American Chemical Society
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Induction Time of Hydrate Formation in Water-in-Oil Emulsions

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journal contribution
posted on 2017-06-22, 00:00 authored by Haimin Zheng, Qiyu Huang, Wei Wang, Zhen Long, Peter G. Kusalik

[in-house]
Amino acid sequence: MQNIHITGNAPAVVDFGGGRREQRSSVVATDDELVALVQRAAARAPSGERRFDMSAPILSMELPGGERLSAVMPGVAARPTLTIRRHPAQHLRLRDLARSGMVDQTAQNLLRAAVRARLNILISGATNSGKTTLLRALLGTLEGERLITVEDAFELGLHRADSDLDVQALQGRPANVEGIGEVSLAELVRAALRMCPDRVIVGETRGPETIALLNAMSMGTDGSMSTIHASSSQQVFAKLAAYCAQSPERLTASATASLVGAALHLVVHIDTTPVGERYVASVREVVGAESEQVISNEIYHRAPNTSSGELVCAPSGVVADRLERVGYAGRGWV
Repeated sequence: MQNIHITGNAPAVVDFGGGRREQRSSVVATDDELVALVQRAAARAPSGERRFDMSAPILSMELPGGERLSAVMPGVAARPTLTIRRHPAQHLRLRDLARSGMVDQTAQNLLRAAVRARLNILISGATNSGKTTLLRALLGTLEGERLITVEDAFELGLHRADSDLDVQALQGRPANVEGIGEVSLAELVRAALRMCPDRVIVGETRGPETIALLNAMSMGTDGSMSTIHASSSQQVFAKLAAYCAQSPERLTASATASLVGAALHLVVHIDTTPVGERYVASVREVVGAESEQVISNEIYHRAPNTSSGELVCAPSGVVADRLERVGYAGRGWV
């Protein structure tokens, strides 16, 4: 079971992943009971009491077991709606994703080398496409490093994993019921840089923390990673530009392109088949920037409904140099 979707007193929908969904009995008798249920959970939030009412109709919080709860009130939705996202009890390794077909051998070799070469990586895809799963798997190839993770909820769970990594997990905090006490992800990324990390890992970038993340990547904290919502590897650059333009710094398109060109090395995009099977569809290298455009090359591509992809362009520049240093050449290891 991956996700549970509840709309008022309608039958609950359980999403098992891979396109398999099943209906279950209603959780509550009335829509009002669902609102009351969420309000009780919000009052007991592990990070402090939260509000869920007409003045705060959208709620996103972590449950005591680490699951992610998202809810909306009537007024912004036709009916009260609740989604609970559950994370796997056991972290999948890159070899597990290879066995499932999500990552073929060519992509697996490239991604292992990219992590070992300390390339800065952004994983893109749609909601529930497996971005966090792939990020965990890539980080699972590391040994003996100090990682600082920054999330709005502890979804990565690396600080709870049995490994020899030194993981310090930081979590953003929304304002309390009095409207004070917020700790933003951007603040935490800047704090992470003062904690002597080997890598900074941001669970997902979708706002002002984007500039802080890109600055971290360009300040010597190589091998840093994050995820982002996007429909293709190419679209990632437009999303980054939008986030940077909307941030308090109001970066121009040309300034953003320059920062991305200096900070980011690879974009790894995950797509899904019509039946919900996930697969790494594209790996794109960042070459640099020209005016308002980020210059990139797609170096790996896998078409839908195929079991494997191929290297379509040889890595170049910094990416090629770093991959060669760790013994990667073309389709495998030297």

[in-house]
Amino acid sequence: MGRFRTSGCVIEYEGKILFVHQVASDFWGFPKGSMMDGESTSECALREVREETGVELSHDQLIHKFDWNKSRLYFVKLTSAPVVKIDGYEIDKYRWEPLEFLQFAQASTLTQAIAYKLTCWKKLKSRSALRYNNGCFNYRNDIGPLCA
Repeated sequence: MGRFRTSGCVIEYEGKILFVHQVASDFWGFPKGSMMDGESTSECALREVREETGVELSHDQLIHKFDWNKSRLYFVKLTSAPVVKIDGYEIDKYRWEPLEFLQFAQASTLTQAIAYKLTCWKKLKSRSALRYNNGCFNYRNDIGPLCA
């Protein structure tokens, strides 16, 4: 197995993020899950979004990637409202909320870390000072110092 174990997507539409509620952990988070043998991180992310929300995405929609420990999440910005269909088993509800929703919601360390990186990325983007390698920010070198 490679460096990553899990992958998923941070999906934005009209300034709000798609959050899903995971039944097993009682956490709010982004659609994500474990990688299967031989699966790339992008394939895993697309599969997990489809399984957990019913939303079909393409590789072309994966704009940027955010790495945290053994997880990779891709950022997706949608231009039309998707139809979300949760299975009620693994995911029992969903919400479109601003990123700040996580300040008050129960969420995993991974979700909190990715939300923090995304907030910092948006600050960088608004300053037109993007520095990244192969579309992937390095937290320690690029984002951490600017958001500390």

Blockage of pipelines due to hydrate formation is a major problem for subsea flow assurance. Induction time for hydrate formation from the multiphase system within a pipeline is a critical parameter to determine whether hydrates may form at a given time. In this work, the induction time for hydrate formation in water-in-oil emulsions was investigated under different conditions. For this purpose, an autoclave with an online viscometer was designed and built. Based on the viscosity variation observed in the experiments during hydrate formation, a new avenue for defining induction time is proposed, which should be more convenient for determining the hydrate formation time in some pipelines. As hydrate formation in emulsions is more complicated than in pure water, the effects of several factors were considered in this study, including water cut of the emulsions, shear rate, driving force, and memory effect. Additionally, wax precipitation is also a common problem in subsea pipelines and can impact flow assurance when hydrate formation and wax precipitation both occur. Consequently, the effect of wax solid particles on hydrate formation was also considered in this work. The presence of wax particles is observed to impede hydrate formation. In this work, it is determined from induction time that the hydrate formation is initiated at the water–oil surface for water-in-oil emulsion. Moreover, the memory effect can shorten induction times of hydrate formation due to the remaining small CO2 bubbles at the surface of water droplets.